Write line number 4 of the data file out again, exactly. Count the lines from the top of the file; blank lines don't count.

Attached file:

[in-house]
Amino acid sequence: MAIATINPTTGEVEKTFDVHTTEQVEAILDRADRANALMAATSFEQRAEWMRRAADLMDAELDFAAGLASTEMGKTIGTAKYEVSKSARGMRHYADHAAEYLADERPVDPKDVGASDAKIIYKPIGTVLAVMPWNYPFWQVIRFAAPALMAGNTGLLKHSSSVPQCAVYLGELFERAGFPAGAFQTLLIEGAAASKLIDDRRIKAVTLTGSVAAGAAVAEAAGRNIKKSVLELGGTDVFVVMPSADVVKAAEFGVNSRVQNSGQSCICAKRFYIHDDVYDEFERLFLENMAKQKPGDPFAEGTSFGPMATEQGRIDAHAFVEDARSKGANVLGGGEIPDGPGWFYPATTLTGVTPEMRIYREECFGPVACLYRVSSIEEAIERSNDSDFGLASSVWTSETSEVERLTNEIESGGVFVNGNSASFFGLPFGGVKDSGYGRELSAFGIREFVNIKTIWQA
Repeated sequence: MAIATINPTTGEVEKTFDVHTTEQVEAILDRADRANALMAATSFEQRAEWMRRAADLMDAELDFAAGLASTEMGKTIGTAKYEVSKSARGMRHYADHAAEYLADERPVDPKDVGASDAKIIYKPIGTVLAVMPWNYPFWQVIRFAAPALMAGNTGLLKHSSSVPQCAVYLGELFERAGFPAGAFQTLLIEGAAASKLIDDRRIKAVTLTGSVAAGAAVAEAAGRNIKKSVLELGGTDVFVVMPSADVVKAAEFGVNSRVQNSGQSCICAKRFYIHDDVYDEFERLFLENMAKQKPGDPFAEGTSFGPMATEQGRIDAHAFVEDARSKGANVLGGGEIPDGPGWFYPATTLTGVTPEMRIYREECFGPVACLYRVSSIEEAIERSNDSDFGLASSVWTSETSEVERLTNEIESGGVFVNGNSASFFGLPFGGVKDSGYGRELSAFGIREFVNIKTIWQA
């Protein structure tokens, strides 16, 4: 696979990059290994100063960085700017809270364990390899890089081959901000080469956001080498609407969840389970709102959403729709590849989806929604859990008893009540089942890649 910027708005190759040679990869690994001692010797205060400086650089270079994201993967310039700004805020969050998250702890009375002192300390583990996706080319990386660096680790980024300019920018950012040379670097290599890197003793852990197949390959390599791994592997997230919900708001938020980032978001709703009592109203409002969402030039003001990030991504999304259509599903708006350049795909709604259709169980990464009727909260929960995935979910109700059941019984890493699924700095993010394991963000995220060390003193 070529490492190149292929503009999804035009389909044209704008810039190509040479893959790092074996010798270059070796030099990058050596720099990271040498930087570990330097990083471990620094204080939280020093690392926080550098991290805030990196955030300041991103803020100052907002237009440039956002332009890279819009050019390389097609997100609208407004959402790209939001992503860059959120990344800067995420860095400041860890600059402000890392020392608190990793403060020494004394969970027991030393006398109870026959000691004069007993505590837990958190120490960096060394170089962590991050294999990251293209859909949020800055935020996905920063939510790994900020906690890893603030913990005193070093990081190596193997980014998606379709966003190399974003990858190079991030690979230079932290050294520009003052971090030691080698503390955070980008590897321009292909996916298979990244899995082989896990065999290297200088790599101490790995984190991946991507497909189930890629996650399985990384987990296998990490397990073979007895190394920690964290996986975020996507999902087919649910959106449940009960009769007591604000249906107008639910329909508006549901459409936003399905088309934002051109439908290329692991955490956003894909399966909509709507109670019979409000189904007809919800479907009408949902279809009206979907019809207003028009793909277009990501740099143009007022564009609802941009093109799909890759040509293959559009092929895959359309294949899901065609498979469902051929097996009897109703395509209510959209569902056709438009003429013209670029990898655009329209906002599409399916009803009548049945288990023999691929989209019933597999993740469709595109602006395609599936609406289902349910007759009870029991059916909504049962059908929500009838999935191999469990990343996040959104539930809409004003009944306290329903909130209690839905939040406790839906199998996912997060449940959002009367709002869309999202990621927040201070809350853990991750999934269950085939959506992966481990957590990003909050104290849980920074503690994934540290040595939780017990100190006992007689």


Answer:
């Protein structure tokens, strides 16, 4: 696979990059290994100063960085700017809270364990390899890089081959901000080469956001080498609407969840389970709102959403729709590849989806929604859990008893009540089942890649 910027708005190759040679990869690994001692010797205060400086650089270079994201993967310039700004805020969050998250702890009375002192300390583990996706080319990386660096680790980024300019920018950012040379670097290599890197003793852990197949390959390599791994592997997230919900708001938020980032978001709703009592109203409002969402030039003001990030991504999304259509599903708006350049795909709604259709169980990464009727909260929960995935979910109700059941019984890493699924700095993010394991963000995220060390003193 070529490492190149292929503009999804035009389909044209704008810039190509040479893959790092074996010798270059070796030099990058050596720099990271040498930087570990330097990083471990620094204080939280020093690392926080550098991290805030990196955030300041991103803020100052907002237009440039956002332009890279819009050019390389097609997100609208407004959402790209939001992503860059959120990344800067995420860095400041860890600059402000890392020392608190990793403060020494004394969970027991030393006398109870026959000691004069007993505590837990958190120490960096060394170089962590991050294999990251293209859909949020800055935020996905920063939510790994900020906690890893603030913990005193070093990081190596193997980014998606379709966003190399974003990858190079991030690979230079932290050294520009003052971090030691080698503390955070980008590897321009292909996916298979990244899995082989896990065999290297200088790599101490790995984190991946991507497909189930890629996650399985990384987990296998990490397990073979007895190394920690964290996986975020996507999902087919649910959106449940009960009769007591604000249906107008639910329909508006549901459409936003399905088309934002051109439908290329692991955490956003894909399966909509709507109670019979409000189904007809919800479907009408949902279809009206979907019809207003028009793909277009990501740099143009007022564009609802941009093109799909890759040509293959559009092929895959359309294949899901065609498979469902051929097996009897109703395509209510959209569902056709438009003429013209670029990898655009329209906002599409399916009803009548049945288990023999691929989209019933597999993740469709595109602006395609599936609406289902349910007759009870029991059916909504049962059908929500009838999935191999469990990343996040959104539930809409004003009944306290329903909130209690839905939040406790839906199998996912997060449940959002009367709002869309999202990621927040201070809350853990991750999934269950085939959506992966481990957590990003909050104290849980920074503690994934540290040595939780017990100190006992007689």